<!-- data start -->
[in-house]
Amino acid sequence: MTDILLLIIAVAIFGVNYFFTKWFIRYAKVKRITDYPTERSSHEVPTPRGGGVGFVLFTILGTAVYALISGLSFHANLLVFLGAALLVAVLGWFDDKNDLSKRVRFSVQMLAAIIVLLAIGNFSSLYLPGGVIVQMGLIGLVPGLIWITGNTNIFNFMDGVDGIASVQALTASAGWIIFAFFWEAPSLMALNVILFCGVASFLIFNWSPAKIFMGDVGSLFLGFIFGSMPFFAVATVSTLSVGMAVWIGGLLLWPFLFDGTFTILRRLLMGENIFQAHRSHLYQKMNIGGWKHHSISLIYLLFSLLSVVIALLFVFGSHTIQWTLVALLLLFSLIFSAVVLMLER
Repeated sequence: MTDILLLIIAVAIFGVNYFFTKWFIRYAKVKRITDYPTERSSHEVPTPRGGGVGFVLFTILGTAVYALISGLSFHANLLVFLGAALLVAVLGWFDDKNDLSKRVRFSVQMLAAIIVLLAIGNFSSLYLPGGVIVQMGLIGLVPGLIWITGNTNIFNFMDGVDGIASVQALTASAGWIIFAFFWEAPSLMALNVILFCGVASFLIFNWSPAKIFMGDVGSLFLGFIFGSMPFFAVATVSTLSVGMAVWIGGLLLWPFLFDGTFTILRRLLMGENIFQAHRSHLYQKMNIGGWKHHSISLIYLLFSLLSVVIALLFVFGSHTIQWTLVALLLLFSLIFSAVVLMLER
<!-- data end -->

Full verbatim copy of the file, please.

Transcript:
[in-house]
Amino acid sequence: MTDILLLIIAVAIFGVNYFFTKWFIRYAKVKRITDYPTERSSHEVPTPRGGGVGFVLFTILGTAVYALISGLSFHANLLVFLGAALLVAVLGWFDDKNDLSKRVRFSVQMLAAIIVLLAIGNFSSLYLPGGVIVQMGLIGLVPGLIWITGNTNIFNFMDGVDGIASVQALTASAGWIIFAFFWEAPSLMALNVILFCGVASFLIFNWSPAKIFMGDVGSLFLGFIFGSMPFFAVATVSTLSVGMAVWIGGLLLWPFLFDGTFTILRRLLMGENIFQAHRSHLYQKMNIGGWKHHSISLIYLLFSLLSVVIALLFVFGSHTIQWTLVALLLLFSLIFSAVVLMLER
Repeated sequence: MTDILLLIIAVAIFGVNYFFTKWFIRYAKVKRITDYPTERSSHEVPTPRGGGVGFVLFTILGTAVYALISGLSFHANLLVFLGAALLVAVLGWFDDKNDLSKRVRFSVQMLAAIIVLLAIGNFSSLYLPGGVIVQMGLIGLVPGLIWITGNTNIFNFMDGVDGIASVQALTASAGWIIFAFFWEAPSLMALNVILFCGVASFLIFNWSPAKIFMGDVGSLFLGFIFGSMPFFAVATVSTLSVGMAVWIGGLLLWPFLFDGTFTILRRLLMGENIFQAHRSHLYQKMNIGGWKHHSISLIYLLFSLLSVVIALLFVFGSHTIQWTLVALLLLFSLIFSAVVLMLER